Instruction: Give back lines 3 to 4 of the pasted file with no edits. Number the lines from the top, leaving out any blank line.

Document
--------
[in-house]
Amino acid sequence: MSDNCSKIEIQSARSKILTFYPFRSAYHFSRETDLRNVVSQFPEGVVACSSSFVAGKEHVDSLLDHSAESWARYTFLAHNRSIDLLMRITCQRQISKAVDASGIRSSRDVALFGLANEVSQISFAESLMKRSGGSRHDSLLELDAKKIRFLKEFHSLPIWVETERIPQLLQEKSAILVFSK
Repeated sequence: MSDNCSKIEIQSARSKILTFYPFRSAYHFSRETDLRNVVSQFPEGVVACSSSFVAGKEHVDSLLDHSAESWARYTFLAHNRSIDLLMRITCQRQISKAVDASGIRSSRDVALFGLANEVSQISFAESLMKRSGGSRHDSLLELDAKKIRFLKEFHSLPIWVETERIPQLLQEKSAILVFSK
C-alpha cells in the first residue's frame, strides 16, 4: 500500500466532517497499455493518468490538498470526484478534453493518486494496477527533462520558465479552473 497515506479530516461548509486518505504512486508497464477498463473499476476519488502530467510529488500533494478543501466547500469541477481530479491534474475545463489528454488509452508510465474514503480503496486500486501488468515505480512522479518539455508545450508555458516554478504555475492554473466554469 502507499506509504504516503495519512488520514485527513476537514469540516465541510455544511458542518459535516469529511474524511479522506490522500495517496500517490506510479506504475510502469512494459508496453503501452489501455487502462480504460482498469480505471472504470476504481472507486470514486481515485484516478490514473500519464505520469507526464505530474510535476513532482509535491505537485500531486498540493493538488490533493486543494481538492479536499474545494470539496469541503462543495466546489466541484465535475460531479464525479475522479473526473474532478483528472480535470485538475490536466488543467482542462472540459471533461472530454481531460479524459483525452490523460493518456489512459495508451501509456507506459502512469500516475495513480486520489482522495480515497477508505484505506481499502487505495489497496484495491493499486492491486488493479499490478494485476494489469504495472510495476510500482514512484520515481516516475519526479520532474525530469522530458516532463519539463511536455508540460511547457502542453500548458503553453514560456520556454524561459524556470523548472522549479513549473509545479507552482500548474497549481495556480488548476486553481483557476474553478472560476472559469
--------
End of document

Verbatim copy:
Repeated sequence: MSDNCSKIEIQSARSKILTFYPFRSAYHFSRETDLRNVVSQFPEGVVACSSSFVAGKEHVDSLLDHSAESWARYTFLAHNRSIDLLMRITCQRQISKAVDASGIRSSRDVALFGLANEVSQISFAESLMKRSGGSRHDSLLELDAKKIRFLKEFHSLPIWVETERIPQLLQEKSAILVFSK
C-alpha cells in the first residue's frame, strides 16, 4: 500500500466532517497499455493518468490538498470526484478534453493518486494496477527533462520558465479552473 497515506479530516461548509486518505504512486508497464477498463473499476476519488502530467510529488500533494478543501466547500469541477481530479491534474475545463489528454488509452508510465474514503480503496486500486501488468515505480512522479518539455508545450508555458516554478504555475492554473466554469 502507499506509504504516503495519512488520514485527513476537514469540516465541510455544511458542518459535516469529511474524511479522506490522500495517496500517490506510479506504475510502469512494459508496453503501452489501455487502462480504460482498469480505471472504470476504481472507486470514486481515485484516478490514473500519464505520469507526464505530474510535476513532482509535491505537485500531486498540493493538488490533493486543494481538492479536499474545494470539496469541503462543495466546489466541484465535475460531479464525479475522479473526473474532478483528472480535470485538475490536466488543467482542462472540459471533461472530454481531460479524459483525452490523460493518456489512459495508451501509456507506459502512469500516475495513480486520489482522495480515497477508505484505506481499502487505495489497496484495491493499486492491486488493479499490478494485476494489469504495472510495476510500482514512484520515481516516475519526479520532474525530469522530458516532463519539463511536455508540460511547457502542453500548458503553453514560456520556454524561459524556470523548472522549479513549473509545479507552482500548474497549481495556480488548476486553481483557476474553478472560476472559469